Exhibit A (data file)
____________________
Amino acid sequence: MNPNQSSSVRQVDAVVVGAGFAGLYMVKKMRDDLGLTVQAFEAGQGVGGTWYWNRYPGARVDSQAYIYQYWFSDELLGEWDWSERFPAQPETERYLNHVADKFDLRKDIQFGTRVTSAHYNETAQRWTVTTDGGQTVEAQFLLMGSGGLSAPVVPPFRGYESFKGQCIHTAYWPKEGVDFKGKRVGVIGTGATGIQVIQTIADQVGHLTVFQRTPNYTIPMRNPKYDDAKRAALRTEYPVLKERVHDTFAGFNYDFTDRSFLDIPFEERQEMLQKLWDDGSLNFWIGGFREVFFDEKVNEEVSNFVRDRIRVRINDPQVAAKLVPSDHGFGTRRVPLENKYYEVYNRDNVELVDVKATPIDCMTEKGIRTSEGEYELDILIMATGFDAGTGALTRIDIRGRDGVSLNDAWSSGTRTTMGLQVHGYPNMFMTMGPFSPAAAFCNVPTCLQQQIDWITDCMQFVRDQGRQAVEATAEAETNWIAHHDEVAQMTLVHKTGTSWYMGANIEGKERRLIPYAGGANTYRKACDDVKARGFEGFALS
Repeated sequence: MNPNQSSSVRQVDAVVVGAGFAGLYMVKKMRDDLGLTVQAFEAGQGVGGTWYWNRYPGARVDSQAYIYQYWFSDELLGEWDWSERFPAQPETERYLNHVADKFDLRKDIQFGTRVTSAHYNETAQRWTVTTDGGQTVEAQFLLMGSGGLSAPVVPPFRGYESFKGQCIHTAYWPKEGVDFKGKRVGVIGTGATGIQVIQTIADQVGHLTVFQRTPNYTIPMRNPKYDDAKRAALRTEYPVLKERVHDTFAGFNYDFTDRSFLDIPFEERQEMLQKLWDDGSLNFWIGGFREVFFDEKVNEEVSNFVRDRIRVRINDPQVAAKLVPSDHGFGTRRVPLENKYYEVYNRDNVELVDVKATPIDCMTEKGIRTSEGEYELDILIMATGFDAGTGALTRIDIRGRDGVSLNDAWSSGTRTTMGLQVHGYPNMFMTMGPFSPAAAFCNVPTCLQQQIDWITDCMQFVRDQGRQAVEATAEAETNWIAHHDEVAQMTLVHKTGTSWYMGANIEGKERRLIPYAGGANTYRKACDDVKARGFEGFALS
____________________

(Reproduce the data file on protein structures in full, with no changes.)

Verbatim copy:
Amino acid sequence: MNPNQSSSVRQVDAVVVGAGFAGLYMVKKMRDDLGLTVQAFEAGQGVGGTWYWNRYPGARVDSQAYIYQYWFSDELLGEWDWSERFPAQPETERYLNHVADKFDLRKDIQFGTRVTSAHYNETAQRWTVTTDGGQTVEAQFLLMGSGGLSAPVVPPFRGYESFKGQCIHTAYWPKEGVDFKGKRVGVIGTGATGIQVIQTIADQVGHLTVFQRTPNYTIPMRNPKYDDAKRAALRTEYPVLKERVHDTFAGFNYDFTDRSFLDIPFEERQEMLQKLWDDGSLNFWIGGFREVFFDEKVNEEVSNFVRDRIRVRINDPQVAAKLVPSDHGFGTRRVPLENKYYEVYNRDNVELVDVKATPIDCMTEKGIRTSEGEYELDILIMATGFDAGTGALTRIDIRGRDGVSLNDAWSSGTRTTMGLQVHGYPNMFMTMGPFSPAAAFCNVPTCLQQQIDWITDCMQFVRDQGRQAVEATAEAETNWIAHHDEVAQMTLVHKTGTSWYMGANIEGKERRLIPYAGGANTYRKACDDVKARGFEGFALS
Repeated sequence: MNPNQSSSVRQVDAVVVGAGFAGLYMVKKMRDDLGLTVQAFEAGQGVGGTWYWNRYPGARVDSQAYIYQYWFSDELLGEWDWSERFPAQPETERYLNHVADKFDLRKDIQFGTRVTSAHYNETAQRWTVTTDGGQTVEAQFLLMGSGGLSAPVVPPFRGYESFKGQCIHTAYWPKEGVDFKGKRVGVIGTGATGIQVIQTIADQVGHLTVFQRTPNYTIPMRNPKYDDAKRAALRTEYPVLKERVHDTFAGFNYDFTDRSFLDIPFEERQEMLQKLWDDGSLNFWIGGFREVFFDEKVNEEVSNFVRDRIRVRINDPQVAAKLVPSDHGFGTRRVPLENKYYEVYNRDNVELVDVKATPIDCMTEKGIRTSEGEYELDILIMATGFDAGTGALTRIDIRGRDGVSLNDAWSSGTRTTMGLQVHGYPNMFMTMGPFSPAAAFCNVPTCLQQQIDWITDCMQFVRDQGRQAVEATAEAETNWIAHHDEVAQMTLVHKTGTSWYMGANIEGKERRLIPYAGGANTYRKACDDVKARGFEGFALS